It is so convenient now to watch TV programmes that have been and gone, even if you didn’t record them, that many of us had started to wonder whether it was still necessary to have a recorder at all.
The manufacturers of such devices are clearly running scared of the threat from the iPlayer and its equivalents, and have begun to up their game with a slew of new models that bring a degree of flexibility none of us could have imagined in the era when last night’s telly existed on a VHS cassette or not at all.
The hard drive is the recording medium of choice is now, of course, and the best of today’s set-top boxes have discs big enough to accommodate a whole bookcase full of VHS tapes and to fill them up four programmes at a time.
The principle of home video recording remains as it was when Philips produced the first domestic recorders in the 1970s. They took the tuner from a regular TV, combined it with a timer and placed the whole unit between the aerial and the screen. It was thus possible to record what you were watching, record one channel while watching another, or record a programme while you were out, without the need to risk burning the house down by leaving the TV on.
The only difference now, other than those hard discs, is the addition of three extra tuners on boxes like the £190 Humax FVP-5000T. This is the Rolls-Royce of recorders, with half a gigabyte of high-definition recording space and built-in Netflix and YouTube, as well as the catch-up services of the BBC iPlayer and its equivalents.
You can also plug in a USB stick or connect wirelessly to other computers in your home to access video content stored there. And you can control it from an app on your phone, as well as the standard remote. That means you can schedule and watch recordings even when you’re out.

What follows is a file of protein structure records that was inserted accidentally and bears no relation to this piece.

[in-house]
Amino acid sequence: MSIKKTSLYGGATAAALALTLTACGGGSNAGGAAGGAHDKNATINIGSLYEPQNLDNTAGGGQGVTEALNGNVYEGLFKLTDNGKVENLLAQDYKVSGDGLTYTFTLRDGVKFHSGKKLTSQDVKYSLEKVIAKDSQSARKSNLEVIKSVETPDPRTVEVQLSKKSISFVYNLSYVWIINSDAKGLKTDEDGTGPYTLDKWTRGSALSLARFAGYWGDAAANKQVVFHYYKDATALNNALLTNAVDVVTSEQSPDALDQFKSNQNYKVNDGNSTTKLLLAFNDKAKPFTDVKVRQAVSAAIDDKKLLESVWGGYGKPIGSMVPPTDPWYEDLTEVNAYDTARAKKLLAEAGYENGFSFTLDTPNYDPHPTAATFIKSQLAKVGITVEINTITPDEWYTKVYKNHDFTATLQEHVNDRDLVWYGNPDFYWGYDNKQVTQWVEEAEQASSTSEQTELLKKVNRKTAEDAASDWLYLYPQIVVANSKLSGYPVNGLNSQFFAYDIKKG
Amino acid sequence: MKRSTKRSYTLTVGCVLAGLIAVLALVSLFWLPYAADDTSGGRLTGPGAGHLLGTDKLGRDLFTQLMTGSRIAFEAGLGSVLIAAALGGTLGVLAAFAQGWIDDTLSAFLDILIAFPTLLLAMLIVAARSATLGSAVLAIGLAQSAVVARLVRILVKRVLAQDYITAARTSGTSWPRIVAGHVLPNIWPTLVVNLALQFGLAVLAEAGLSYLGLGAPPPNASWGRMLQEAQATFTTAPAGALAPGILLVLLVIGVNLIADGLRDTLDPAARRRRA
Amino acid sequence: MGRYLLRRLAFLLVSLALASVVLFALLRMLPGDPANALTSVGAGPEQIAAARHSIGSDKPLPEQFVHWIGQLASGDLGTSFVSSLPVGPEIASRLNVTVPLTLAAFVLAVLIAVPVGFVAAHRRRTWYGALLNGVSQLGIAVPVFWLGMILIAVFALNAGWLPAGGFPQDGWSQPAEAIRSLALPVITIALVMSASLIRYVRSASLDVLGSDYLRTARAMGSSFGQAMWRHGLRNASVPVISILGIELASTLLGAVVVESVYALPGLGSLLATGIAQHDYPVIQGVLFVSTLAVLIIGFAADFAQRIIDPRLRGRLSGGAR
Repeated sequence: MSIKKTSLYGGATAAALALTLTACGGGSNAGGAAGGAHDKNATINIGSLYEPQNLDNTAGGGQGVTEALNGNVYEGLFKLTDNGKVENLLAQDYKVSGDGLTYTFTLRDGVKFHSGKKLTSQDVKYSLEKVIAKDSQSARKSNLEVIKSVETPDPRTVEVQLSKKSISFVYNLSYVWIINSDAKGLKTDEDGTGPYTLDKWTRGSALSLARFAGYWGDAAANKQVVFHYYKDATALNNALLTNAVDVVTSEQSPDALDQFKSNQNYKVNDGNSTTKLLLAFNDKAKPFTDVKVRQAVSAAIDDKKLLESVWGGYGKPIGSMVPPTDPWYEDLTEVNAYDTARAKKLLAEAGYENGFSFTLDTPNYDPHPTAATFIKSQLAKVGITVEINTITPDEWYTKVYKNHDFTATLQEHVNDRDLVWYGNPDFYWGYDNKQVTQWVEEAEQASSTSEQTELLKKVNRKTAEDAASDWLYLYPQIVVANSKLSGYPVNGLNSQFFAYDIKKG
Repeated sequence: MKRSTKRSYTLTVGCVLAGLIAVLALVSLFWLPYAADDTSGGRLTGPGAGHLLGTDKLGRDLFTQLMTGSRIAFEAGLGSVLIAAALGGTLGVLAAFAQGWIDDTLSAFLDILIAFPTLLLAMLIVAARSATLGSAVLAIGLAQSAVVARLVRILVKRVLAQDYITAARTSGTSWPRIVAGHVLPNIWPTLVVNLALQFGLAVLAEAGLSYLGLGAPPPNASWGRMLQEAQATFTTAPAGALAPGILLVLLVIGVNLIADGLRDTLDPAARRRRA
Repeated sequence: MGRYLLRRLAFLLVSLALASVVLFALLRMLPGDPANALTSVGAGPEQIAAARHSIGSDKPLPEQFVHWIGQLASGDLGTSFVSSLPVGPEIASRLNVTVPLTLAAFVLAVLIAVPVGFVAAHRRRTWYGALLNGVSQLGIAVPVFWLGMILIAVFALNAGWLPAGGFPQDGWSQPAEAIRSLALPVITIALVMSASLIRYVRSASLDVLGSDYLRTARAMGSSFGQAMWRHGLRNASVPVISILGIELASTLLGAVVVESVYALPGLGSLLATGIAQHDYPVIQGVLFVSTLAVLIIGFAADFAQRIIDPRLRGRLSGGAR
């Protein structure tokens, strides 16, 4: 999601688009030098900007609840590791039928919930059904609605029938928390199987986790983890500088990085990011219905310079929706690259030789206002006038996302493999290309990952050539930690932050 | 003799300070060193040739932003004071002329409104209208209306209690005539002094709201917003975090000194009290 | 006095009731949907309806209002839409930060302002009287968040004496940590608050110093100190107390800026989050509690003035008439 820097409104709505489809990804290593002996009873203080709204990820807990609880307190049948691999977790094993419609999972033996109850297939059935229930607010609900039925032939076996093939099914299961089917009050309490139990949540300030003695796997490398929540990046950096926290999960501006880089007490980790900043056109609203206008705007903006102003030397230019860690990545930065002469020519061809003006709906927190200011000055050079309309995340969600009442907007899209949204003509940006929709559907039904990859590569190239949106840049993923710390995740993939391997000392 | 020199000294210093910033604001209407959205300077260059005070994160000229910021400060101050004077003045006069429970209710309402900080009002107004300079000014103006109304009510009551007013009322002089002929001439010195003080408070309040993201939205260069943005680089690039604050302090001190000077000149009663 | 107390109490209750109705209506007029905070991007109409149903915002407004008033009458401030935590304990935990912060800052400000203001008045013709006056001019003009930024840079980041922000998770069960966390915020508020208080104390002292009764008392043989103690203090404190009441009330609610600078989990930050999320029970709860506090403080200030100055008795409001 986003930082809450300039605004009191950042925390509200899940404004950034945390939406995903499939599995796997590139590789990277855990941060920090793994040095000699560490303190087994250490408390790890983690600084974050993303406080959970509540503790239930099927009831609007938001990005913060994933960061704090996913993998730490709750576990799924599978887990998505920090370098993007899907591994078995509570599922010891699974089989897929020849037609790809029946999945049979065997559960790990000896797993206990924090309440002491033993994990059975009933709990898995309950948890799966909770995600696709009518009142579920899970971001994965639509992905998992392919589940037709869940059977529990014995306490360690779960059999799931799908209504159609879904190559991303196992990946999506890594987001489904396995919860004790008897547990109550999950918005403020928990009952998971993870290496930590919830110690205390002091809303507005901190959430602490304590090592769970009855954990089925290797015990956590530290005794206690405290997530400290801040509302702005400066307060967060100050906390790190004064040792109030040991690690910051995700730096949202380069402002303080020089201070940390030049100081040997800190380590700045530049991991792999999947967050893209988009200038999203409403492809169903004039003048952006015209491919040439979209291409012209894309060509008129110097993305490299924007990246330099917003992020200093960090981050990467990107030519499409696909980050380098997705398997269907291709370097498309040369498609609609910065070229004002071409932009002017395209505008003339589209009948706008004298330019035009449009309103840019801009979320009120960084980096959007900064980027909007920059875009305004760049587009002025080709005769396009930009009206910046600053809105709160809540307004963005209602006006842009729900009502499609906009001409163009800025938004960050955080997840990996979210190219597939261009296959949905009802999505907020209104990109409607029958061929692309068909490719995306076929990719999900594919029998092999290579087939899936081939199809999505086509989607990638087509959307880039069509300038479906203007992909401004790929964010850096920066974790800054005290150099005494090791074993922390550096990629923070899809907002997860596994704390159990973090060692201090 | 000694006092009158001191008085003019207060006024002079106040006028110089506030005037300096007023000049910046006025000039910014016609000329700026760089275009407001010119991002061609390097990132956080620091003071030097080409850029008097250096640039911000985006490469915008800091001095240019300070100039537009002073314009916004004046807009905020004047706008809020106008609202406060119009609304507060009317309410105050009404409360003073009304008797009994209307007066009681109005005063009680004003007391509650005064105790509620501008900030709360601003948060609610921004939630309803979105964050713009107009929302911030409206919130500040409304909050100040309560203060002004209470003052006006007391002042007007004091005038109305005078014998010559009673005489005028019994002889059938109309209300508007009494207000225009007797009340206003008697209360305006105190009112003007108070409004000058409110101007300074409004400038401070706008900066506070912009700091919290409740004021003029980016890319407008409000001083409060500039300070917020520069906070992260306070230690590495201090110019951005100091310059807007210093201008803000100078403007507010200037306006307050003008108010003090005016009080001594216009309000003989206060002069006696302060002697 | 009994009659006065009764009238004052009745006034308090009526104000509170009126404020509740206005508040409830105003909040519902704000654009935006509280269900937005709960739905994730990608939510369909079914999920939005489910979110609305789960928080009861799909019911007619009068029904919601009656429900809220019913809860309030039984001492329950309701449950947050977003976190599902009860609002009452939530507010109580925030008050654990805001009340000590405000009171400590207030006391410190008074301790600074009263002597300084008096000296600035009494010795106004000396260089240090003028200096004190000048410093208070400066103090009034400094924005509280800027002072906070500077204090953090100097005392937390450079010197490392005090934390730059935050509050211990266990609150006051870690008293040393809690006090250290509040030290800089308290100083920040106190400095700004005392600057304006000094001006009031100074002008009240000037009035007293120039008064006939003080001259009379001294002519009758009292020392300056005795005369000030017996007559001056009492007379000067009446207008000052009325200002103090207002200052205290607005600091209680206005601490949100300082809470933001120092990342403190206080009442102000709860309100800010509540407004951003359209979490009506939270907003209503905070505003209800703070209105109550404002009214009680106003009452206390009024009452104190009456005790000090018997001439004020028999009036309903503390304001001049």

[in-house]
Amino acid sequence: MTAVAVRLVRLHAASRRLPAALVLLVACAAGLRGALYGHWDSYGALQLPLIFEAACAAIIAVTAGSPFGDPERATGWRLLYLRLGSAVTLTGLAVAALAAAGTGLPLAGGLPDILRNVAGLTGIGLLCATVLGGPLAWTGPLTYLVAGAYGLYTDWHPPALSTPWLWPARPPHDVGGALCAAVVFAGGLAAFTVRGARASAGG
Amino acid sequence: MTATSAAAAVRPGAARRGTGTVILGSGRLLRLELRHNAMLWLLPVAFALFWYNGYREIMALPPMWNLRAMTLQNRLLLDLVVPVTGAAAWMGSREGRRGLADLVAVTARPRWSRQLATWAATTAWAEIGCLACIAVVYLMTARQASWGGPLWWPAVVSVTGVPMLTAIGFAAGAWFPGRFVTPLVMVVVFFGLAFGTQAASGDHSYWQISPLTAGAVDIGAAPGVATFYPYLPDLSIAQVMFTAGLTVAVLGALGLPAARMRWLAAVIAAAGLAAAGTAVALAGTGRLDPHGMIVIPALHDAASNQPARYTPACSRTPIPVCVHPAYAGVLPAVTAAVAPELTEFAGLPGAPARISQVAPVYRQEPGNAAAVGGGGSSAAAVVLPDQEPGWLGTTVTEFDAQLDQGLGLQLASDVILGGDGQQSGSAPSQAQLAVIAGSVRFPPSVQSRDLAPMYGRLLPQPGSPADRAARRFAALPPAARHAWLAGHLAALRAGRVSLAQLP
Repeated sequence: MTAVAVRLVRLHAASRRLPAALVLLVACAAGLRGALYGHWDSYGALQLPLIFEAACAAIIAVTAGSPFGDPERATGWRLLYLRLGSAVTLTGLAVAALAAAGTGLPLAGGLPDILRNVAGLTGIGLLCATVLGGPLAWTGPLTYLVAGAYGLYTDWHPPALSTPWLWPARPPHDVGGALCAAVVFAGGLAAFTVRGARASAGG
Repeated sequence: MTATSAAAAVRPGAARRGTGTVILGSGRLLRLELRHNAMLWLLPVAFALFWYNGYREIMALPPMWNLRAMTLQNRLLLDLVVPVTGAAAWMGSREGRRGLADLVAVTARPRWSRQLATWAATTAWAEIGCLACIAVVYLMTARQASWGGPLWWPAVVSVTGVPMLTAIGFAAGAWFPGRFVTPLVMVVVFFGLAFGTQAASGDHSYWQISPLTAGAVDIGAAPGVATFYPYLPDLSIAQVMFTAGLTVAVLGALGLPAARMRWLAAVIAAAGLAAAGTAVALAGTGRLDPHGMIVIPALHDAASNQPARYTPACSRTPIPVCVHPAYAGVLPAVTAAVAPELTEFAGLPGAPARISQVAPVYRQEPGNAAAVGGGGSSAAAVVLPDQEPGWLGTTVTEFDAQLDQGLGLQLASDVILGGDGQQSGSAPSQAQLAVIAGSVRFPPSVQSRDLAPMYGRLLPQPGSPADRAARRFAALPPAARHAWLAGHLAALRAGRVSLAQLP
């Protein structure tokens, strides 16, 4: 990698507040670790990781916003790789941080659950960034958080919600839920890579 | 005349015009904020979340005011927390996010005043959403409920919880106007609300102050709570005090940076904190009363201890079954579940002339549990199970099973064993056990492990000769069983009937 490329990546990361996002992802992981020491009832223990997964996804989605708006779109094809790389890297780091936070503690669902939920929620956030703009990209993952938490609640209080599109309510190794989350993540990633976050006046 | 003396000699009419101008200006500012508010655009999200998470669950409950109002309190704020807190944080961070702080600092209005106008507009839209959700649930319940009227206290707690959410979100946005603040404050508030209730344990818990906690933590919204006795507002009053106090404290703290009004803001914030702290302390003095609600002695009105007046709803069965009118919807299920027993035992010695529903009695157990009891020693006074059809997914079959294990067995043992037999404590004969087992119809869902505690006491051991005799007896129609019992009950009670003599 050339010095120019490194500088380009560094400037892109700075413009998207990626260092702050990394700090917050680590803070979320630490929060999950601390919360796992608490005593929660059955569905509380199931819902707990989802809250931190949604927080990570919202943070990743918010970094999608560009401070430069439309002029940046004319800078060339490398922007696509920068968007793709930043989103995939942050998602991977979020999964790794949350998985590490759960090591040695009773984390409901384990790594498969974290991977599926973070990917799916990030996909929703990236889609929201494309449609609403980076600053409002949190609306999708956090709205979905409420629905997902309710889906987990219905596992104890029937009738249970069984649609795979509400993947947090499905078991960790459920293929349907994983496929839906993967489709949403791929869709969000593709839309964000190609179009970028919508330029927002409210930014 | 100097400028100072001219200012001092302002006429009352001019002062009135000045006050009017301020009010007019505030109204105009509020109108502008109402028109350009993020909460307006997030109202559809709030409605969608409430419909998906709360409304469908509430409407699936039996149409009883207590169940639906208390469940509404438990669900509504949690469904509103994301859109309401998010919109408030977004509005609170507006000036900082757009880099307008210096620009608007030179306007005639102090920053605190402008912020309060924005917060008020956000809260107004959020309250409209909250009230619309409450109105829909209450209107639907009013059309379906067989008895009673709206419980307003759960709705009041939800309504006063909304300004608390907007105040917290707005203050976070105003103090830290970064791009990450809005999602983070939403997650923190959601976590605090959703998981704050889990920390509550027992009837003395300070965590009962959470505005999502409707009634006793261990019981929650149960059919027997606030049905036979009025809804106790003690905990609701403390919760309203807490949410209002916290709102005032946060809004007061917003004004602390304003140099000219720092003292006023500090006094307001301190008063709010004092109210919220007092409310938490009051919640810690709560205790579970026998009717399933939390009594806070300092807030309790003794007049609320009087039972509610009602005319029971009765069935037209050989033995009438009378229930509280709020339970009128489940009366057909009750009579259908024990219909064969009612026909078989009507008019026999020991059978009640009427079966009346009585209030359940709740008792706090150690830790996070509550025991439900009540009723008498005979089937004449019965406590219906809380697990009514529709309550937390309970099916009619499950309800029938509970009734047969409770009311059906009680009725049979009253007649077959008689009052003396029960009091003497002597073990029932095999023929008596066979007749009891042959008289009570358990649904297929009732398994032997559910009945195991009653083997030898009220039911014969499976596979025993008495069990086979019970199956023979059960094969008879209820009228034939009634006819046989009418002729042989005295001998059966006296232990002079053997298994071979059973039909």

The FVP-5000T is based on the Freeview Play standard, which does a reasonable job of integrating broadcast and internet transmissions seamlessly. It is also to be found on many new TV sets and as such has pretty much replaced the similar YouView platform – although that continues to be used on TV packages provided by BT and others.
BT’s T2110 box is available as a standalone YouView receiver, and at £125 it’s the cheaper option. But if you already have a hard disc recorder and a smart TV, it’s unlikely to offer you anything extra.
Either of these boxes – the Humax especially – will be fine if you have access to the full range of Freeview channels. However, around one in seven of us do not, and because the spread is geographically uneven, the number includes virtually everyone in lower Wharfedale, Scarborough and several other pockets of Yorkshire.
For such viewers, Freesat offers more channels than Freeview. That’s because the signal is radiated from satellites and is unobstructed by inconvenient hills and similar topography. There are fewer channels on Freesat than in the full Freeview package but it does at least include Dave and its stablemates. It no longer includes Channel Four in high definition or the All4 catch-up service, though.
The best Freesat recorder is currently the Humax HDR-1100S, which is similar in price and in most other respects to its Freeview sibling except that it can record only two programmes at once.
If you pay for Sky or Virgin, you shouldn’t need any of these – a recorder is included in your subscription. If not, you can buy a box relatively secure in the knowledge that it may well be the last one you’ll ever need.